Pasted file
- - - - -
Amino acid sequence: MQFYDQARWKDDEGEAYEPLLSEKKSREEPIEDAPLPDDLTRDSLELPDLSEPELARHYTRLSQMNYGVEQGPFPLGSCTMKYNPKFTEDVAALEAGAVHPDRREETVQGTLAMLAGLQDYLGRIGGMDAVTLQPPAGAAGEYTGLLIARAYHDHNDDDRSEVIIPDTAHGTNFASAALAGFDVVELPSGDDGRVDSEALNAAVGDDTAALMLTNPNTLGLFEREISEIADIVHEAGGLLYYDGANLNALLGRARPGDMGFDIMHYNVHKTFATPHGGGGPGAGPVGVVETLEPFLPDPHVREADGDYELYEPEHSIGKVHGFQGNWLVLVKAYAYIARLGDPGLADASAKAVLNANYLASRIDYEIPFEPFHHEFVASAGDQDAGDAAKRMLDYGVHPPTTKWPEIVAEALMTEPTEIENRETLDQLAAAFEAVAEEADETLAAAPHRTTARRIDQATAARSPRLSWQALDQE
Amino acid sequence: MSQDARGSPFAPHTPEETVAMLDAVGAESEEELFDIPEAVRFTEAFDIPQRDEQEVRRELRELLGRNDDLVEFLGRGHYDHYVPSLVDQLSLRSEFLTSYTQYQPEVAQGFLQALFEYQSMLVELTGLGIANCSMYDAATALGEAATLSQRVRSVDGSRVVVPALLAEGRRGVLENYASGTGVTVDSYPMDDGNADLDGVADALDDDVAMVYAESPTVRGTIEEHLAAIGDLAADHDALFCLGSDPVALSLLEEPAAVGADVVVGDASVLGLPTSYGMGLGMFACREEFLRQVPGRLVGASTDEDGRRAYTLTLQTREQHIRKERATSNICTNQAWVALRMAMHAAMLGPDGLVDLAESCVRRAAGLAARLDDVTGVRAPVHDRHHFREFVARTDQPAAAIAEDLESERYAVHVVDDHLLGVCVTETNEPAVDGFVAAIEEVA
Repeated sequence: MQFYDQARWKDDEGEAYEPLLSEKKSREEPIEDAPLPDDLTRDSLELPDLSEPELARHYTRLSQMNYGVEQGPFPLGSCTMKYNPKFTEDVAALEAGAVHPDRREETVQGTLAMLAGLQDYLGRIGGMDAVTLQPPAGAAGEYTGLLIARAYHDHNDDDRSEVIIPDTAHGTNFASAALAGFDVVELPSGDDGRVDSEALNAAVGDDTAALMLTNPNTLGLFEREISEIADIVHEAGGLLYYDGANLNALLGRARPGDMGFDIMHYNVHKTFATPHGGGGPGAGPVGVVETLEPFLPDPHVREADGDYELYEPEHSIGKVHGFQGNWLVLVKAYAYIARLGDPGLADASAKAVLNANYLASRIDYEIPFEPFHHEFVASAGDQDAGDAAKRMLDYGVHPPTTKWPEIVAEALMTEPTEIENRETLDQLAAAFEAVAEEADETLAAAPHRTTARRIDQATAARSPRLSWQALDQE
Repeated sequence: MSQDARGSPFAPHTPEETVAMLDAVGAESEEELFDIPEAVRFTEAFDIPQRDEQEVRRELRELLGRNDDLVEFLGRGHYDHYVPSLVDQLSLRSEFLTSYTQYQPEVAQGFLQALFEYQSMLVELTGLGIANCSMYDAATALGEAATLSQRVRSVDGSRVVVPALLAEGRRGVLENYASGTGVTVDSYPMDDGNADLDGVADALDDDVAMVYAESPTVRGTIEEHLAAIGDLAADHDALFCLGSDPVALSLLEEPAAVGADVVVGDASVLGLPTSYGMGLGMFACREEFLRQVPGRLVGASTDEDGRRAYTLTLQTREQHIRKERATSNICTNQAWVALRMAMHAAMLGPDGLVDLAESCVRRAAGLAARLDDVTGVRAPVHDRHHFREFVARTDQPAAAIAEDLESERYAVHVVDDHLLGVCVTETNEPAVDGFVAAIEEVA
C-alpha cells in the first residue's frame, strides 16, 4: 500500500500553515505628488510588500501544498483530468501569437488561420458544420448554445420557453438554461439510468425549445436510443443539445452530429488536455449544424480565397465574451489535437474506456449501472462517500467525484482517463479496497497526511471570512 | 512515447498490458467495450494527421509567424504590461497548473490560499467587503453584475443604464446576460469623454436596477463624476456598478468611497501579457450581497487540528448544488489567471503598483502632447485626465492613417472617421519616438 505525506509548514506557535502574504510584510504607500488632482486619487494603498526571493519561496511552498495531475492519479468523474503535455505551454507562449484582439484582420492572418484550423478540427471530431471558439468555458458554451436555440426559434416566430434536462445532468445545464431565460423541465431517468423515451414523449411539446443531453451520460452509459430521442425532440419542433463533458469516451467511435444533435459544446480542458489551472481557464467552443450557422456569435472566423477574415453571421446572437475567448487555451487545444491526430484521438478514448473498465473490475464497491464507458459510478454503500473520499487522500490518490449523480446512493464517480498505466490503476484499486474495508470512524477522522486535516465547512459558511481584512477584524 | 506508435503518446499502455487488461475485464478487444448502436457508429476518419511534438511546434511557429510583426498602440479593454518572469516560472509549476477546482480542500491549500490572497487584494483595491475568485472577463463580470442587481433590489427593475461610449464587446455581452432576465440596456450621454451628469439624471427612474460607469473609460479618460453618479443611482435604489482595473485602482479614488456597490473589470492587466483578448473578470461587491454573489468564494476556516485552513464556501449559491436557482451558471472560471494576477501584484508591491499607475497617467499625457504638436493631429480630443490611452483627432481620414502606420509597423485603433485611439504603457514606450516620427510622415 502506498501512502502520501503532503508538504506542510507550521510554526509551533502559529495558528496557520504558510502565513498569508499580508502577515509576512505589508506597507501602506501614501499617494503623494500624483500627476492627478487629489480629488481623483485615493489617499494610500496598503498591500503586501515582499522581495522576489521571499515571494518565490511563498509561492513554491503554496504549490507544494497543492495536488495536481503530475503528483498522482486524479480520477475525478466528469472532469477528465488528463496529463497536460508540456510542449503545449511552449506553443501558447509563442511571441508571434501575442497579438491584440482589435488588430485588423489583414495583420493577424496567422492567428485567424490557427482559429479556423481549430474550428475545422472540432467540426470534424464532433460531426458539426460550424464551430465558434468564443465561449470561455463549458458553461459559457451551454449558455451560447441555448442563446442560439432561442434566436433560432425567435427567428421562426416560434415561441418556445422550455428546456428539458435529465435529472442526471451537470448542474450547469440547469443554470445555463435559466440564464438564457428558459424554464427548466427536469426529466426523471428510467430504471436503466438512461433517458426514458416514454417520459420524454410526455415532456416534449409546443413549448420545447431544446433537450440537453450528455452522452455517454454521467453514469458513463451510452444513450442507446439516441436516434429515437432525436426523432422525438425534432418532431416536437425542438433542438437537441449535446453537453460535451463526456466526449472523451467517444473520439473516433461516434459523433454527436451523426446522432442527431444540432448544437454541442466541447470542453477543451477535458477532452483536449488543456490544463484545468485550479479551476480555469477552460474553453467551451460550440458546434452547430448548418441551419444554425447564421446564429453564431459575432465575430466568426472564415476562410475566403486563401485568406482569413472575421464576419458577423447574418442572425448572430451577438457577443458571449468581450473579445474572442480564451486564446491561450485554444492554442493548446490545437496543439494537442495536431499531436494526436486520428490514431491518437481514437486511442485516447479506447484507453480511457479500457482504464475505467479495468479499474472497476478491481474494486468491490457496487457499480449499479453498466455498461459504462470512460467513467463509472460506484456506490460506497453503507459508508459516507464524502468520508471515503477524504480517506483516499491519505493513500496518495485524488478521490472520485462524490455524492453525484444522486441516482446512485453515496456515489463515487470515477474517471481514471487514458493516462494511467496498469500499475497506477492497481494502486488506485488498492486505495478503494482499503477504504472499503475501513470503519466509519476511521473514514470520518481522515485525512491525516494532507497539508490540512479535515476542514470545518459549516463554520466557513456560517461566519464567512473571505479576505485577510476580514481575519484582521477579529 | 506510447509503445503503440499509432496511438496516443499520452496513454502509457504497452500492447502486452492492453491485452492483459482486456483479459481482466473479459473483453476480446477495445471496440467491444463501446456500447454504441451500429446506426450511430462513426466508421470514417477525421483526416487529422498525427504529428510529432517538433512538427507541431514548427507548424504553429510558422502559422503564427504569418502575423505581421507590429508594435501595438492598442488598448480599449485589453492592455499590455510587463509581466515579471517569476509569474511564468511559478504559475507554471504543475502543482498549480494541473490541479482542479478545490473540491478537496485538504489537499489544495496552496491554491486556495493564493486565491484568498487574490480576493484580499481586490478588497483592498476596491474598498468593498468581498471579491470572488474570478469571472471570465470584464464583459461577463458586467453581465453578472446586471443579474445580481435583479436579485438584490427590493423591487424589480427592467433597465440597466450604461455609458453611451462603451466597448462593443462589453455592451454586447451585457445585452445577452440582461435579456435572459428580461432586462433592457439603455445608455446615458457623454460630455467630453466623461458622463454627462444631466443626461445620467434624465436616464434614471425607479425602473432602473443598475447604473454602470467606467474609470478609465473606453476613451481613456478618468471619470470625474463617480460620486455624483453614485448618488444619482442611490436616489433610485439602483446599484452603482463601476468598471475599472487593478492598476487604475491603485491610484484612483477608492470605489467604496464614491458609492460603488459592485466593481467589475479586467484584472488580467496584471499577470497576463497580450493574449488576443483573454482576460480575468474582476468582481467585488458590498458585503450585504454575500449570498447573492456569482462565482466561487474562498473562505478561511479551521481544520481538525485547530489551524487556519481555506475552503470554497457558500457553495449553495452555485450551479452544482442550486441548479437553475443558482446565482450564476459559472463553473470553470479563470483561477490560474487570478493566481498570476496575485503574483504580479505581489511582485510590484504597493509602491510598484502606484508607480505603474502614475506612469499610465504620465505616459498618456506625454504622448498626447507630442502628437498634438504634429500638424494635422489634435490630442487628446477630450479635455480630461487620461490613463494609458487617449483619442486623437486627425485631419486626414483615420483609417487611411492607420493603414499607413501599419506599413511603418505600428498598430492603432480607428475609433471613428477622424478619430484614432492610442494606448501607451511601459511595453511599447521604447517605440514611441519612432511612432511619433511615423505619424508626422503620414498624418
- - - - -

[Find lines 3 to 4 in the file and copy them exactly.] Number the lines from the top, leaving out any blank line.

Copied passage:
Repeated sequence: MQFYDQARWKDDEGEAYEPLLSEKKSREEPIEDAPLPDDLTRDSLELPDLSEPELARHYTRLSQMNYGVEQGPFPLGSCTMKYNPKFTEDVAALEAGAVHPDRREETVQGTLAMLAGLQDYLGRIGGMDAVTLQPPAGAAGEYTGLLIARAYHDHNDDDRSEVIIPDTAHGTNFASAALAGFDVVELPSGDDGRVDSEALNAAVGDDTAALMLTNPNTLGLFEREISEIADIVHEAGGLLYYDGANLNALLGRARPGDMGFDIMHYNVHKTFATPHGGGGPGAGPVGVVETLEPFLPDPHVREADGDYELYEPEHSIGKVHGFQGNWLVLVKAYAYIARLGDPGLADASAKAVLNANYLASRIDYEIPFEPFHHEFVASAGDQDAGDAAKRMLDYGVHPPTTKWPEIVAEALMTEPTEIENRETLDQLAAAFEAVAEEADETLAAAPHRTTARRIDQATAARSPRLSWQALDQE
Repeated sequence: MSQDARGSPFAPHTPEETVAMLDAVGAESEEELFDIPEAVRFTEAFDIPQRDEQEVRRELRELLGRNDDLVEFLGRGHYDHYVPSLVDQLSLRSEFLTSYTQYQPEVAQGFLQALFEYQSMLVELTGLGIANCSMYDAATALGEAATLSQRVRSVDGSRVVVPALLAEGRRGVLENYASGTGVTVDSYPMDDGNADLDGVADALDDDVAMVYAESPTVRGTIEEHLAAIGDLAADHDALFCLGSDPVALSLLEEPAAVGADVVVGDASVLGLPTSYGMGLGMFACREEFLRQVPGRLVGASTDEDGRRAYTLTLQTREQHIRKERATSNICTNQAWVALRMAMHAAMLGPDGLVDLAESCVRRAAGLAARLDDVTGVRAPVHDRHHFREFVARTDQPAAAIAEDLESERYAVHVVDDHLLGVCVTETNEPAVDGFVAAIEEVA